- Educators consider arts classes to be a core feature of their comprehensive educational program.
- Educators organize their school day and staffing to reflect the central role of the arts and dedicate ample time to their practice.
- Educators value how the arts can leverage engagement and achievement in school.
In Oregon, one outstanding example of these principals is the Academy of Arts and Academics in Springfield. This arts magnet charter school utilizes a core faculty complimented by professional artists to provide students with a robust experience of real-world inquiry. A3 boasts an 87% graduation rate for their four year cohort (compared to a 68% graduation rate state-wide) and 83% of their graduates plan to attend college the following year. You can see their sample schedule online. Read the rest of this entry »
We are half way through the “Art of Education” contest, and right now two schools from Washington State are neck and neck for the lead position: Cascade K-8 Community School (Shoreline, WA) and Kenmore Elementary (Kenmore, WA) each have over 2,800 votes so far!
It’s not too late for your favorite school to jump into the top 16 schools by using these following tips…
- Set a daily reminder. Remind yourself to vote – and encourage your friends and family to do the same. You can set an alarm on your phone, calendar, or clock – just be sure to set it for a time of day you won’t distract others – and when you’ll be near a computer to vote!
- Break out in song! Last year’s winner, Brunswick Acres, used a combination of video, dance, and music to urge the public to “Vote B.A. Daily.” Collaborate with your students, teachers, parents, and administration in your community – and let your musical talents shine!
- Go digital. If your artistic talents lie in the visual arts or in creative writing, consider working with your peers to create a blog or website about the contest. Be sure to include reasons why you need their vote!
- Get the press involved. Write a persuasive letter to the editor of your local newspaper. Or invite a journalist to your school to showcase the financial need, meet the principal and art teachers, and see first-hand the energy of the students.
- Share, share, share! Be sure to send an invitation to all your Facebook friends to “like” the KRIS Wine Facebook page. Remind them often to vote – and do so creatively! If your son is in the school orchestra, snap a photo of him practicing, and email it to your out-of-state family members. Please always be sure to thank your friends and family for their help!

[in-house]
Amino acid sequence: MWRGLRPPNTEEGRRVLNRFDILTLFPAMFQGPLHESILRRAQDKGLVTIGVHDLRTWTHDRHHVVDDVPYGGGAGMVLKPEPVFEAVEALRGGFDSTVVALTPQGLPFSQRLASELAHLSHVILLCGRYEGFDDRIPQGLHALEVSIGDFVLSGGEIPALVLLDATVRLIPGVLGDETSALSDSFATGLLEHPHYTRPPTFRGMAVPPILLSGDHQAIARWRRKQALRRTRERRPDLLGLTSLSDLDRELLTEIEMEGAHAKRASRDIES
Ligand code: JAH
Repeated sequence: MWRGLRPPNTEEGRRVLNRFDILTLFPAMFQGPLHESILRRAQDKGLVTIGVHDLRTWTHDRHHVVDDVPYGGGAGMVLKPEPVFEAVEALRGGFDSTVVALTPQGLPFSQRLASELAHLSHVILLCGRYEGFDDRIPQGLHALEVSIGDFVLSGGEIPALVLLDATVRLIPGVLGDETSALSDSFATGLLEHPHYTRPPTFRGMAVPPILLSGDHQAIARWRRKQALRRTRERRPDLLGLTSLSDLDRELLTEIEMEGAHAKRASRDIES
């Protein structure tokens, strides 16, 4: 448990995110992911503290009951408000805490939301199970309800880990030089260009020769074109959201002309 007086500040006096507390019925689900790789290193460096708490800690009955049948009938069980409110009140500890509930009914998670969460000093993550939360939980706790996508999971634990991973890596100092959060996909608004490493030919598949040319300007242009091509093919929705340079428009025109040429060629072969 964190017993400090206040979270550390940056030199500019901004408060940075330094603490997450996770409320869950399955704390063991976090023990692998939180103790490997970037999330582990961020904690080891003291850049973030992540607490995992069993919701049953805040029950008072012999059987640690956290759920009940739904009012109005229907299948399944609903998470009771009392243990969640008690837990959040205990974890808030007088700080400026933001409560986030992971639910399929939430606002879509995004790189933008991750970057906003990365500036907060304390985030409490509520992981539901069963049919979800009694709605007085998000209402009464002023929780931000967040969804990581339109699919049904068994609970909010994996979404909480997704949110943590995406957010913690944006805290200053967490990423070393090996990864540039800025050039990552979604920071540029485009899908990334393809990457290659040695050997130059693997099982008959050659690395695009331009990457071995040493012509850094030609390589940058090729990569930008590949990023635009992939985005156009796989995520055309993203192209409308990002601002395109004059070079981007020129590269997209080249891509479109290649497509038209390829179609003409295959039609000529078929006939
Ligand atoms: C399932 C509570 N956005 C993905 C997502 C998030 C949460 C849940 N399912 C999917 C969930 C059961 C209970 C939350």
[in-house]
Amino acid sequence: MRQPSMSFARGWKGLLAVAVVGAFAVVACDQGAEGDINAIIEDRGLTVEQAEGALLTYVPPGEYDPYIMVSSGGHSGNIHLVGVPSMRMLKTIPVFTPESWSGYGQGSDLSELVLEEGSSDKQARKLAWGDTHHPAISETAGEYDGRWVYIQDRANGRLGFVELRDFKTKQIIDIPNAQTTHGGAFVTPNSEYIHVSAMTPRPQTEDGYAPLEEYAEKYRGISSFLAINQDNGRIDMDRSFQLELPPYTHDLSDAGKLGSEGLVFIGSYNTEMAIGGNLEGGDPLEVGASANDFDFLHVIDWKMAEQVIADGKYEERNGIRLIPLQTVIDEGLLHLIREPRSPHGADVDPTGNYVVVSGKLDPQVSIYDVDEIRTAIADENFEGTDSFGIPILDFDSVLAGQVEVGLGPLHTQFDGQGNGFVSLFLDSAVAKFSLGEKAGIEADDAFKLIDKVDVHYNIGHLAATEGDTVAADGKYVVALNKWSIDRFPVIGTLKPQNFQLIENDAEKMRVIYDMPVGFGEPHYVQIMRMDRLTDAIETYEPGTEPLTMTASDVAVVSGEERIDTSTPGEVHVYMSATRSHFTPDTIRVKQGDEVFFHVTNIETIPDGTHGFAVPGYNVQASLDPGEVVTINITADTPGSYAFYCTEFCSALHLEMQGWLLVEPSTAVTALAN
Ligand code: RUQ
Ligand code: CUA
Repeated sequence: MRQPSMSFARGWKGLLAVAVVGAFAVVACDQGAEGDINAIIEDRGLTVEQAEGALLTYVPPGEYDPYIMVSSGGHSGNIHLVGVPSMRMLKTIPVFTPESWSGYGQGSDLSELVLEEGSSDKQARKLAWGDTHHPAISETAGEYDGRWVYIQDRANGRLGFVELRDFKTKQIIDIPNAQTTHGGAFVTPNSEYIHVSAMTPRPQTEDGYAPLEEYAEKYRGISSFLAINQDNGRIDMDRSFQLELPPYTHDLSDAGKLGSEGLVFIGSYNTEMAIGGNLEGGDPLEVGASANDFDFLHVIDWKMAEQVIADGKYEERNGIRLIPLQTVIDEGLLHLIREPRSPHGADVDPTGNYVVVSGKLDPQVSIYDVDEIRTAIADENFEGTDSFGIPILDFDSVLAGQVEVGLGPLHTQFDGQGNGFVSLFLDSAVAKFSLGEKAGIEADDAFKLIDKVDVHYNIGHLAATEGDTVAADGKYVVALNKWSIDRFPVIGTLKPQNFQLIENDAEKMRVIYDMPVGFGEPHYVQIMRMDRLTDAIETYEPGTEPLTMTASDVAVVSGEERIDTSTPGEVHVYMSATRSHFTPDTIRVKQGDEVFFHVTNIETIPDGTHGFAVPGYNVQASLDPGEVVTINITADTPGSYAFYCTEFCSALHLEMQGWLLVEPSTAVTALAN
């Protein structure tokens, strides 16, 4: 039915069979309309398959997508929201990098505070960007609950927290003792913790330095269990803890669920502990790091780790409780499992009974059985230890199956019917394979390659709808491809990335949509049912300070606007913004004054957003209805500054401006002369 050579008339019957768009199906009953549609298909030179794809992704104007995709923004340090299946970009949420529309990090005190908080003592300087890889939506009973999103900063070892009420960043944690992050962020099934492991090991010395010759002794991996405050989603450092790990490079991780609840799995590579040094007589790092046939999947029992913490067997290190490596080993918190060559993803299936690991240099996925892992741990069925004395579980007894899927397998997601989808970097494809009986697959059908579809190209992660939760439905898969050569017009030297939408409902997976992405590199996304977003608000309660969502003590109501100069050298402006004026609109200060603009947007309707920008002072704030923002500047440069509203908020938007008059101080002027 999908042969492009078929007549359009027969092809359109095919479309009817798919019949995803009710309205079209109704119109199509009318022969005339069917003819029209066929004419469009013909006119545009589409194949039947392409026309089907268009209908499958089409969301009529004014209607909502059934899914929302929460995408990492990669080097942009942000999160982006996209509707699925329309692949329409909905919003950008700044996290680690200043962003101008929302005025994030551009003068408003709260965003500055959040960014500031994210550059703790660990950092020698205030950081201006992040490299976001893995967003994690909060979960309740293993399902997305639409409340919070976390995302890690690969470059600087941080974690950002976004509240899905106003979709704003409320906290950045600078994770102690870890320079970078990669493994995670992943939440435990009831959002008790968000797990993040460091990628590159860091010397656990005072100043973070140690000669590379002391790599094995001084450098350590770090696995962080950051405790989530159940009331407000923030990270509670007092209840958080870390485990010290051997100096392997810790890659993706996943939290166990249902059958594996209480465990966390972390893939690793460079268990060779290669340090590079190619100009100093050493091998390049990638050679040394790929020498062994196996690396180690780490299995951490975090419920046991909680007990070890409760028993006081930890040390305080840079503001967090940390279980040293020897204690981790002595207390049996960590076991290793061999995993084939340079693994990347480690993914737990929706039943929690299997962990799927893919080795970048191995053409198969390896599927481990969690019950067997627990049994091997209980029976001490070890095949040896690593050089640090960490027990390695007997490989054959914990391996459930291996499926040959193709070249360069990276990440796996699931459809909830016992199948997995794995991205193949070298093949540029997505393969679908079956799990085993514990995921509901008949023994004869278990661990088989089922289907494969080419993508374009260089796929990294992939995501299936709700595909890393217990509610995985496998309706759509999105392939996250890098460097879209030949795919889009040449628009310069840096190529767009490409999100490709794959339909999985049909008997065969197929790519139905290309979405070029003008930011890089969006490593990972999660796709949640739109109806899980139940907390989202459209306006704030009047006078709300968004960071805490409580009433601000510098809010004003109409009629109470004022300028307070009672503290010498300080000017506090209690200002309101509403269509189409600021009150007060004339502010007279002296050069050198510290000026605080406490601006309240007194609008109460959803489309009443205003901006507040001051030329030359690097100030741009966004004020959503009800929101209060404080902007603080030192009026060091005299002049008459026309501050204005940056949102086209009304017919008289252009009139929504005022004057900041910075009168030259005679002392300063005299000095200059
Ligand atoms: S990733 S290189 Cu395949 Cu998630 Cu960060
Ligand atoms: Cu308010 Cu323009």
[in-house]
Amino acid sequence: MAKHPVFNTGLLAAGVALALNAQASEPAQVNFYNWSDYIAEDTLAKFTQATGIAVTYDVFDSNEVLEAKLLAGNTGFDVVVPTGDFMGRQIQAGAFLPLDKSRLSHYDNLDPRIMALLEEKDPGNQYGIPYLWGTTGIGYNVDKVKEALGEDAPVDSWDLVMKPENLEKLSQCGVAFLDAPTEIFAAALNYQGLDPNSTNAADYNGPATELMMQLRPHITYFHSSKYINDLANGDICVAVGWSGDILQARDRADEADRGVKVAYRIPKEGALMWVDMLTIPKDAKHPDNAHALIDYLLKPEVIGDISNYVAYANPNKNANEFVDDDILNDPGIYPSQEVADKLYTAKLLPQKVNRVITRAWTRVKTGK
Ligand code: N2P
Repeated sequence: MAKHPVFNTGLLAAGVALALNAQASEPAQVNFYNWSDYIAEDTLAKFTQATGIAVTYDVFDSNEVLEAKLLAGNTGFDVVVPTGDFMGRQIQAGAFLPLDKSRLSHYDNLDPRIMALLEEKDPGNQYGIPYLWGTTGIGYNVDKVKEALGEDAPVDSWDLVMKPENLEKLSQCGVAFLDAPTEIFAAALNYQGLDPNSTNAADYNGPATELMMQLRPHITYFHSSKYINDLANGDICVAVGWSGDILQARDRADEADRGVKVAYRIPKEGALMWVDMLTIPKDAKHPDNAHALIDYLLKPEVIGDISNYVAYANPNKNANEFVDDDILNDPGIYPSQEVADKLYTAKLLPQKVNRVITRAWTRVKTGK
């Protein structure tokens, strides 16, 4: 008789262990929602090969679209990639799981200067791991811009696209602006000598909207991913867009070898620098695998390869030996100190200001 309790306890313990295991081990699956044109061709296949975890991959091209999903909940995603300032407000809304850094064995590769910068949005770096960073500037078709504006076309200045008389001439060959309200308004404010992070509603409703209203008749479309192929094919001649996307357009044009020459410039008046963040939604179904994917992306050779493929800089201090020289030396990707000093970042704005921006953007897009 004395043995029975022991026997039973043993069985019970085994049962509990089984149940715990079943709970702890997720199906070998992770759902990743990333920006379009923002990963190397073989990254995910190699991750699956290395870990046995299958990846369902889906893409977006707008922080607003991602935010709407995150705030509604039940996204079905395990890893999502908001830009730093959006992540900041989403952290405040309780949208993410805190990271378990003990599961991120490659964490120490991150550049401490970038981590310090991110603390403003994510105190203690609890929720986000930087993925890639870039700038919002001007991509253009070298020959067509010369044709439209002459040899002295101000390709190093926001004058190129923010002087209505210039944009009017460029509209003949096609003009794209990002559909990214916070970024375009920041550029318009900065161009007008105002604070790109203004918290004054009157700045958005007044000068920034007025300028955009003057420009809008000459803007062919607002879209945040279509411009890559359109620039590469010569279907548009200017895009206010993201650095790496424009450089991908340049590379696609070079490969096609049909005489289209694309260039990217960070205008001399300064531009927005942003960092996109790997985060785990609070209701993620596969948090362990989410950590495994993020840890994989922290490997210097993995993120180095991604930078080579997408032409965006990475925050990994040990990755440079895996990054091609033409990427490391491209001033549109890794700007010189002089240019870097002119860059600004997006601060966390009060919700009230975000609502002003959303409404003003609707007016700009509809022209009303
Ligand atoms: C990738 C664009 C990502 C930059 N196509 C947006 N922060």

The 2013 Art of Education contest runs until October 31, 2013. Vote now for the chance for your school to win. Remember – anything can happen in the next two weeks. Good luck!
There’s been so much written about the value of higher education and most of it, especially when it is positive, I agree with. Lately, however, I have begun to question my own thinking, admitting to myself that I may be so biased and gullible that I will buy into anything that is said about higher education if it positively reflects upon my domain.
For years I have agreed with the argument that a broad, liberal education combined with arts training is the right balance, i.e., the best balance for graduating someone in the arts. I also accepted hook, line, and sinker the notion that to be fully prepared, to have the full enchilada, so to speak, would require a student to major in a more professional degree such as the BFA. Notice how I said, the “more professional,” with emphasis upon the “more.”
Why did I, and, for that matter, most, if not all of my world of colleagues buy into this notion of how to shape a curriculum intended to prepare an artist? For others, it may be different but for me the answer is embarrassingly clear: the argument made sense because I was always in a comprehensive university and, therefore, what made sense was justifying the value of the institution in which I worked. Read the rest of this entry »
“Intellectual growth should commence at birth and cease only at death.” – Albert Einstein
What is Life Long Learning? Simply, I believe it is the consistent and deep engagement of the mind and body in the active pursuit of knowledge and experience from birth to death. Now, science is helping to support the importance of learning in keeping brains active and healthy for a lifetime. The Maryland State Department of Education with the Johns Hopkins University School of Education published a set of guidelines in 2010 entitled Healthy Beginnings, supporting development and learning from birth through three years of age. The Dana Alliance for the Brain states in its paper Learning as We Age (2012) that “mental exercise, especially learning new things or pursuing activities that are intellectually stimulating, may strengthen brain-cell networks and help preserve mental functions. The brain is just as capable of learning in the second half of life as in the first half.”
Over recent years, neuroscientists continue to conduct research on how the mental and physical activities so integral to the arts are equally fundamental for brain function. Charles Limb, brain scientist and musician at Johns Hopkins University (and a member of the Baltimore Symphony Orchestra’s science advisory team), says that “the brain on arts is different than the everyday brain. Art is magical, but it is not magic. It is a neurological product and we can study it. “
At the Baltimore Symphony Orchestra we are committed to the importance of engagement in music from the earliest age to the oldest. The BSO Music Box Series (™) introduces children 6 months to three years of age to music, art, and reading through interactive activities designed to stimulate awareness, listening, coordination, language, and music making. Although the research is anecdotal based on observance, we are seeing positive recognition in children who are attending these experiences on a regular basis. Read the rest of this entry »
This week I invited 20 very smart people to join me on ARTSblog for a discussion about arts education. We tried to tackle issues around the trifecta of education accountability—standards, assessment, and evaluation. A tough topic for sure, but we wanted to address some questions such as: